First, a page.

Lowering the voting age

The debate of lowering the voting age has been going on for a while now, and there are a few pros and cons. The age of voting is 18 right now, but some people are arguing that it should be lowered to 16. There are 19 states that let 17-year-olds vote as long as they are 18 by Election Day: Connecticut, Alaska, Hawaii, Illinois, Indiana, Iowa, Kansas, Kentucky, Maine, Ohio,
Oregon, Virginia, Vermont, Mississippi, Nebraska, North Dakota, and Washington.

Here are some of the Pros to lowering the voting age:

  • More people might turn up to vote. Only about 50% of people go to the polls to vote during elections, and letting 16-year-olds vote might get them in the habit to keep voting through their lifetime.
  • More voices mean more ideas and different contributions to public discussions.
  • A lot of 16-year-olds have jobs, can drive, and pay taxes, so they should get to help decide how our country is run and what their taxes go to.

Here are some of the Cons to lowering the voting age:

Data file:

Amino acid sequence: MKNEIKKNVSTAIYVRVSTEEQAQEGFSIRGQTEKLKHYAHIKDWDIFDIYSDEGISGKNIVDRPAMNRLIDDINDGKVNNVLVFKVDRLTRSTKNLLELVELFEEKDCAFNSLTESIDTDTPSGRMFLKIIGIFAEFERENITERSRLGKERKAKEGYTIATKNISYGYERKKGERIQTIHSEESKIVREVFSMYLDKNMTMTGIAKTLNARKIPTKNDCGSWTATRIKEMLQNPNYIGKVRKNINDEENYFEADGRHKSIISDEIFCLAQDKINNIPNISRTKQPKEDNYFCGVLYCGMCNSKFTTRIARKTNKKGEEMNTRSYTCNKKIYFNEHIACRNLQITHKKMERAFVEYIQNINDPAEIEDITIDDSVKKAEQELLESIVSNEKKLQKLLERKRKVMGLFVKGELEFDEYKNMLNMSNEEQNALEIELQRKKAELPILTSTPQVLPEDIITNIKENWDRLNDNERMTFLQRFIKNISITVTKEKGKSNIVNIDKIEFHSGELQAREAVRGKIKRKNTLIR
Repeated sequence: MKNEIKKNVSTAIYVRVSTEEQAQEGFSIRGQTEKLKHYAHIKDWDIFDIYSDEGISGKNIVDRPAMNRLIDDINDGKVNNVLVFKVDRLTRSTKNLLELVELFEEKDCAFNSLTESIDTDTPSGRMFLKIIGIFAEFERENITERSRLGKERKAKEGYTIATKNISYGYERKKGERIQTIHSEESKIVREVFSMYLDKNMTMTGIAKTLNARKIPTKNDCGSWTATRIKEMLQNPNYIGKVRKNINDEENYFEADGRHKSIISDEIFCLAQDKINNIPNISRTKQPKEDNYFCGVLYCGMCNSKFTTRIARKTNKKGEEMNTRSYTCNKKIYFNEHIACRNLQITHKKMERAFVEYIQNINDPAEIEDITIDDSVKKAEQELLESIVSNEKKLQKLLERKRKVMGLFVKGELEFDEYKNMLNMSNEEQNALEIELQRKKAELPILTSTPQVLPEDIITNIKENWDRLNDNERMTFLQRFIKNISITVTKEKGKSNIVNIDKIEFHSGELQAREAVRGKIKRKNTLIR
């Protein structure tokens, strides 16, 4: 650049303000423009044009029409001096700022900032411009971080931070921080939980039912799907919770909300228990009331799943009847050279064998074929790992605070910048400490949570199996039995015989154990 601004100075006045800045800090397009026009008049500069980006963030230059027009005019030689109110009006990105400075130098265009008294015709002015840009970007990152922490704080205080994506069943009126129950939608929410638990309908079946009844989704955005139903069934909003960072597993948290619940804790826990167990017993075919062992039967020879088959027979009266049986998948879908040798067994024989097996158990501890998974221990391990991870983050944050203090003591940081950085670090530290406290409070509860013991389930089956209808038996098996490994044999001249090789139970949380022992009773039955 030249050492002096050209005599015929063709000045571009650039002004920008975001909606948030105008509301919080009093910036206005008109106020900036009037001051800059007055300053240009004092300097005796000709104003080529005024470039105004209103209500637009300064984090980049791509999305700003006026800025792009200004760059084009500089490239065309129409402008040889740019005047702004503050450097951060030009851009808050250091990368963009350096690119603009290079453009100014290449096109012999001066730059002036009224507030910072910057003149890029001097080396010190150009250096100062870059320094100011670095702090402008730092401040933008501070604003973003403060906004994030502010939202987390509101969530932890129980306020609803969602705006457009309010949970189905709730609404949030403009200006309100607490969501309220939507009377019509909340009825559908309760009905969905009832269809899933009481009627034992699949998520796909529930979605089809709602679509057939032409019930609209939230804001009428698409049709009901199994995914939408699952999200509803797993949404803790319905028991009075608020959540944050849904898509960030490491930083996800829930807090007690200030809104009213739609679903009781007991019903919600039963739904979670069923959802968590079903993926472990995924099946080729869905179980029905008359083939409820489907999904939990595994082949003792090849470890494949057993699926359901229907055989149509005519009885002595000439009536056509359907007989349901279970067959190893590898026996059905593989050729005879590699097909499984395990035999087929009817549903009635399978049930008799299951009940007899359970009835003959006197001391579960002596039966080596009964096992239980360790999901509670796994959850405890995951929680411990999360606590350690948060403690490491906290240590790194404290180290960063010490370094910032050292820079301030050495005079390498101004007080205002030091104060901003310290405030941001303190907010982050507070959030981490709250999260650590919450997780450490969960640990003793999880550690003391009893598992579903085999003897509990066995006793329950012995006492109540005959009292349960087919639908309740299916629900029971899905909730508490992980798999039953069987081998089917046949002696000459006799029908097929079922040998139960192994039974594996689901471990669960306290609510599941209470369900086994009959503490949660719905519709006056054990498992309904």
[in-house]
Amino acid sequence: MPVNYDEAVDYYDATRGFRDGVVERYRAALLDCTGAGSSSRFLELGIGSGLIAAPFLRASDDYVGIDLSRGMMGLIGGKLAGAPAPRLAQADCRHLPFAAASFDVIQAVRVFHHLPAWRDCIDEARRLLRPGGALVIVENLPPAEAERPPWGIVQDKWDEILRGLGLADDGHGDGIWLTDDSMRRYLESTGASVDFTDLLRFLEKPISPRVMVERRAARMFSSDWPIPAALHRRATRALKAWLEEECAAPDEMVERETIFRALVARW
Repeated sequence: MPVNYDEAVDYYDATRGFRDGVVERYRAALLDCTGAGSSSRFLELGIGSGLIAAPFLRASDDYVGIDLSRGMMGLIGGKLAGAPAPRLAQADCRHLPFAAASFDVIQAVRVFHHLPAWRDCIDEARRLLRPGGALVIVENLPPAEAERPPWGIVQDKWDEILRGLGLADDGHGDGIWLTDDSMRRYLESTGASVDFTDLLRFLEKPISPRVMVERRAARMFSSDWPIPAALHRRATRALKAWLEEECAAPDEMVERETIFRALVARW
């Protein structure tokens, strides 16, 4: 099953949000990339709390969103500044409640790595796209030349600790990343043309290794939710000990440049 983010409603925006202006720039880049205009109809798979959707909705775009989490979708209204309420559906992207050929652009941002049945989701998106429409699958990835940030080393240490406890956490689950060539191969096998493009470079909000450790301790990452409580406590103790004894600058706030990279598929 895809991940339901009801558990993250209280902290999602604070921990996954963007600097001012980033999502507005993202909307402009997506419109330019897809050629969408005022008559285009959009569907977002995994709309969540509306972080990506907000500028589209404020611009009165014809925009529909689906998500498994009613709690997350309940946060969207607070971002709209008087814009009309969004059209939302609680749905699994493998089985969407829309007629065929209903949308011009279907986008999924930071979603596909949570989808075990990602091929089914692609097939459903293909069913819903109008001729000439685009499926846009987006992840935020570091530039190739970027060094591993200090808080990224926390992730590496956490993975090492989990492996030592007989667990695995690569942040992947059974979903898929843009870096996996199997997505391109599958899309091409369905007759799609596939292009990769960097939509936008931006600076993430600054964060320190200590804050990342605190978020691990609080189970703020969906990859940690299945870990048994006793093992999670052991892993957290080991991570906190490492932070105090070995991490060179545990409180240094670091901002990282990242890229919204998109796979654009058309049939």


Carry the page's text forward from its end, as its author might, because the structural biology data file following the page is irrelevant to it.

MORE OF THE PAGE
• Some worry that teenagers’ opinions are easily swayed and could be heavily influenced by their family, their friends, and people they look up to.
  • Others think that teens take things that they see and hear as truth without doing some fact checking.
  • Teens need more time to see what policies are important to them, and learn about what their political ideology is.

Personally, I think that the voting age should be lowered because the arguments that teens can’t think for themselves and that they aren’t mature enough to vote doesn’t make sense to me. They trust 16-year-olds to drive cars, but cars can do way more damage than an irresponsible voter. More pros come from lowering the voting age and more kids could get involved in politics. By the age of 16, teens can measure pros against cons and make well thought out decisions.

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